Nationally, since the election, there has been a surge of what can reasonably be called hate crimes all across the US. There have been plenty of people cheering in the streets and slapping their neighbors and friends on the back to celebrate a party victory, certainly. But still more are scared, actually honestly afraid for their personal welfare in one way or another. They speak up and say so, their Trump-voting peers tell them to stop being whiners and poor losers and accept the legality of the democratic system that – via the electoral college and not the popular vote – will replace the nation’s first black-skinned president with possibly the nation’s first orange-skinned autocrat.
The problem seems to be that people are more interested in defending the man who made the racist/sexist/exclusionist behaviors seem like normal and acceptable behaviors, than they are in identifying those behaviors as a problem. It’s like with children or pets, they will imitate what they see others get away with, and adults/role models are where they learn these problems from. Political Correctness has its place for a reason: without it, people in large groups are seemingly unable to identify for themselves the boundaries of living within an inclusive, diverse community. This is a generational/cultural gap that the last twenty years had been bridging.
Children are not born knowing how to hate anyone. As brilliantly pointed out by Denis Leary, “Racism isn’t born, folks, it’s taught. I have a two-year-old son. You know what he hates? Naps! End of list.” The same goes for every kind of -ism out there; even a MacGyverism was ultimately learned behavior from an older generation because that show just got a reboot this season. This kind of cultural transmission of information is no longer done only by parents, because the “village” it takes to raise a child has by and large been replaced by the internet, the newspapers, the radio, the tv, or movies. Media broadcasts behaviors and lessons in culture directly to a child’s brain, regardless of if that child is three or sixty-three, and parents have to be invested enough to pass along the moral clarifications that they want their kids to glean from those sources, which is almost impossible to do unless they too watch the same content. So, in some form or another, either by direct example or by passive ignorance, adults teach children how to disrespect and how to fear.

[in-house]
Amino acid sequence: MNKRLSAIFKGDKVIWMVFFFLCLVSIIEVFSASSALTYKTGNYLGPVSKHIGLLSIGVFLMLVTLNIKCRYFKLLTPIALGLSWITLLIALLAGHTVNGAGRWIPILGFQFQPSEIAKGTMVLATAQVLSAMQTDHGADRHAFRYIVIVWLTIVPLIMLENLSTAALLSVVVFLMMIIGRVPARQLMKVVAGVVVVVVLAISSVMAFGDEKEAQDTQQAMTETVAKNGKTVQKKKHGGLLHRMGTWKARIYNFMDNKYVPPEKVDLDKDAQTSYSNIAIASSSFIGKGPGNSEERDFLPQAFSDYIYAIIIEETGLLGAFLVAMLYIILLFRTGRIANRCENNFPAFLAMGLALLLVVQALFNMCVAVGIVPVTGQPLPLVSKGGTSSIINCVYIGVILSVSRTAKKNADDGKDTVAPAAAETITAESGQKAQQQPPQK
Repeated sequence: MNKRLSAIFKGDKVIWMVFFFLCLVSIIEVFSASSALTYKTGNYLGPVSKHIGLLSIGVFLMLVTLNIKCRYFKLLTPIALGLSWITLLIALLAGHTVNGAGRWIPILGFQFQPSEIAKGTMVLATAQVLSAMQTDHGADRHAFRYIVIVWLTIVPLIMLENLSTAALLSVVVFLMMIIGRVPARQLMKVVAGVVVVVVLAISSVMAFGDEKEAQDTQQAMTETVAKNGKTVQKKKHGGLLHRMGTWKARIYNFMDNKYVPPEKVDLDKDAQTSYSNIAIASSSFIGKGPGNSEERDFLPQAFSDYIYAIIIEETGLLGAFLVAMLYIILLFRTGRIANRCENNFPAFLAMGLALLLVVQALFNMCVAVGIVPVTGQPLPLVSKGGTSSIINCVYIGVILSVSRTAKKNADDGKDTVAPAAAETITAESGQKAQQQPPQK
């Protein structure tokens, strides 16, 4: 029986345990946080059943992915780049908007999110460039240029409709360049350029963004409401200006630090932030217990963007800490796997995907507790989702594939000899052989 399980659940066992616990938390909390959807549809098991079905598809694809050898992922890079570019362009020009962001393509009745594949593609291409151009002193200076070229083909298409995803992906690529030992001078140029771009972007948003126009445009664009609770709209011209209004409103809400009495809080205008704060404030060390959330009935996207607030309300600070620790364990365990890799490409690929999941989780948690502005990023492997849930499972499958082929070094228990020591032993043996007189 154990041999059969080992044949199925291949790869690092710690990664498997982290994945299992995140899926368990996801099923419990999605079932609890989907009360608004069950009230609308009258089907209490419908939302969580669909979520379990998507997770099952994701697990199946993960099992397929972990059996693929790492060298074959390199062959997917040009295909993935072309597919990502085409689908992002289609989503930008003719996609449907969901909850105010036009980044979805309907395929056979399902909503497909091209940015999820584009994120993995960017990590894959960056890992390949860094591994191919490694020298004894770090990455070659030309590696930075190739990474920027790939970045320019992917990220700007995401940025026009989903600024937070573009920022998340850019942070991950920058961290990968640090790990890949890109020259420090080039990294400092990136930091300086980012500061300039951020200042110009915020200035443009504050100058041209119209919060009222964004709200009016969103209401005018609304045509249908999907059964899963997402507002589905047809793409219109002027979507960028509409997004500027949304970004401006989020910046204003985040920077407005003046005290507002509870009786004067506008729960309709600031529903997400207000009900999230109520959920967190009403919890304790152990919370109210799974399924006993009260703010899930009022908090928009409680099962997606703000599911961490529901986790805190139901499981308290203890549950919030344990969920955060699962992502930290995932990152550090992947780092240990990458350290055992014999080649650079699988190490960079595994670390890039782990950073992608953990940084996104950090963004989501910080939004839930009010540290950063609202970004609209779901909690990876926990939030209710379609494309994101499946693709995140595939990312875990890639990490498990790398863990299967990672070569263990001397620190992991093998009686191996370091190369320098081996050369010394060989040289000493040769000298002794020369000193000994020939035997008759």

If not actively illustrating disagreement with abusive traits displayed in media, by allowing disrespectful and fearful language to become common place outside of it, you validate those ignorant responses, which divides people who shouldn’t be cut out. It is ignorant. When there is familiarity, there is not baseless fear. If you know how a computer works, it’s just a scrap of moving parts that make life mostly easier, but if you don’t, it is a magic box that has a personal vendetta against you and is out to destroy your life one work day at a time. When you are educated enough to separate the crimes of an individual who is subject to due process of our legal system from the teachings of a faceless religion, Muslims are just your neighbors and coworkers and friends, not terrorists. A black kid wearing a hoodie is probably crossing the street because he has some place to go on the other side of it. That woman on the subway wearing the wedding ring, to the observations of an intelligent person, does not actually want to be catcalled or groped by a stranger on her way to work. Education and consideration solve a lot of the problems in understanding that people seem to use to justify hurting people who are somehow “different” from themselves. Different does not actually mean a threat, but that is hard to convey to many rational adults lately. Ironically the thing people are saying when they say “Give Trump a chance!” – they say he just got here, he hasn’t been around long enough to cause trouble, we need a chance to really get to know him – is the lesson that is not on display with the hate crimes countering that very message.